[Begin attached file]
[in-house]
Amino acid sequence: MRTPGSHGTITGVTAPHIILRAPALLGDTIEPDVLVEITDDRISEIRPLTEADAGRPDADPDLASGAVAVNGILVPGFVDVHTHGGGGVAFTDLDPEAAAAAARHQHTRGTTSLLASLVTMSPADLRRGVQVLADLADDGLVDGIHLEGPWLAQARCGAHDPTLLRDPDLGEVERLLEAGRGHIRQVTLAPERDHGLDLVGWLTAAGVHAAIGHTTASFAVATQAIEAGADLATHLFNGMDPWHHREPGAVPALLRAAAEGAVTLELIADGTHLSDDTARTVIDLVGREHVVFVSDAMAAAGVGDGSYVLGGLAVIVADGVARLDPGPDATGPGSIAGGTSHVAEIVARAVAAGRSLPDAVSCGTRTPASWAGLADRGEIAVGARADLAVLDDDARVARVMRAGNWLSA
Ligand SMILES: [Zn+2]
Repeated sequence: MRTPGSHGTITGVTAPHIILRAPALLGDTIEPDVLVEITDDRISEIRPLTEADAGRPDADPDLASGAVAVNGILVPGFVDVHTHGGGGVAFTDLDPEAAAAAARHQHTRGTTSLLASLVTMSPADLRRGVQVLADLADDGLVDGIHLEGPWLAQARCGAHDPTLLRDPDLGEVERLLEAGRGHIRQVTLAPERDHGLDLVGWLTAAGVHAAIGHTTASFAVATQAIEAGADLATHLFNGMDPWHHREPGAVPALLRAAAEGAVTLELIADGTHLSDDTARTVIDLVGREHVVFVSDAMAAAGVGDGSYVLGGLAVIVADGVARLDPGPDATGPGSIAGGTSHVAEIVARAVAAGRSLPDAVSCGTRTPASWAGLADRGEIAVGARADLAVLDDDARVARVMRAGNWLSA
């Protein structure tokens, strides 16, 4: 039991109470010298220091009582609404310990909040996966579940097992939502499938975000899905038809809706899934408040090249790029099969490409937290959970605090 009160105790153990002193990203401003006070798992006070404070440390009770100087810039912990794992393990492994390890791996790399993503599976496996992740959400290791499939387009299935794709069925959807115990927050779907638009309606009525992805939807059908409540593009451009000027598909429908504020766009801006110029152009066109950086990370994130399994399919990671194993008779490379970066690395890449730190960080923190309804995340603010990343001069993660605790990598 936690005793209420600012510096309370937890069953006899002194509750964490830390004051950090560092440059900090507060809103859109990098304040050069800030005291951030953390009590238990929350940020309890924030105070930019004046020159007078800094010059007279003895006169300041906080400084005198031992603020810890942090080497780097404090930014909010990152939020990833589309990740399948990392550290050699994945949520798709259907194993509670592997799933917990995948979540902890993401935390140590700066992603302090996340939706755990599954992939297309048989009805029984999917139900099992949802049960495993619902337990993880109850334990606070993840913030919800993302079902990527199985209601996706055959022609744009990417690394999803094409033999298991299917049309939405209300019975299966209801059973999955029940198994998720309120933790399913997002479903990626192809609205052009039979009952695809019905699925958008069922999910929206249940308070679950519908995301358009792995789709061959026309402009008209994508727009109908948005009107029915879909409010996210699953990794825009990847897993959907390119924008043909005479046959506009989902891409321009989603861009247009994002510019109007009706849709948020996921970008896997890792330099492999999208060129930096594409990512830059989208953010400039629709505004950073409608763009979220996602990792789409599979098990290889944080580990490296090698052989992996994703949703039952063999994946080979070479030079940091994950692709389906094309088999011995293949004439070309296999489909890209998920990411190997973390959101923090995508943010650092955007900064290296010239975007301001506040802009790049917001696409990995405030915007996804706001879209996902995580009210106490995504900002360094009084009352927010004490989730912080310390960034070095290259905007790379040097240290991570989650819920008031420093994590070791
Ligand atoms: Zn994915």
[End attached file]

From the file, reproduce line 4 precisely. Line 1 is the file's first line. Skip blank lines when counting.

Repeated sequence: MRTPGSHGTITGVTAPHIILRAPALLGDTIEPDVLVEITDDRISEIRPLTEADAGRPDADPDLASGAVAVNGILVPGFVDVHTHGGGGVAFTDLDPEAAAAAARHQHTRGTTSLLASLVTMSPADLRRGVQVLADLADDGLVDGIHLEGPWLAQARCGAHDPTLLRDPDLGEVERLLEAGRGHIRQVTLAPERDHGLDLVGWLTAAGVHAAIGHTTASFAVATQAIEAGADLATHLFNGMDPWHHREPGAVPALLRAAAEGAVTLELIADGTHLSDDTARTVIDLVGREHVVFVSDAMAAAGVGDGSYVLGGLAVIVADGVARLDPGPDATGPGSIAGGTSHVAEIVARAVAAGRSLPDAVSCGTRTPASWAGLADRGEIAVGARADLAVLDDDARVARVMRAGNWLSA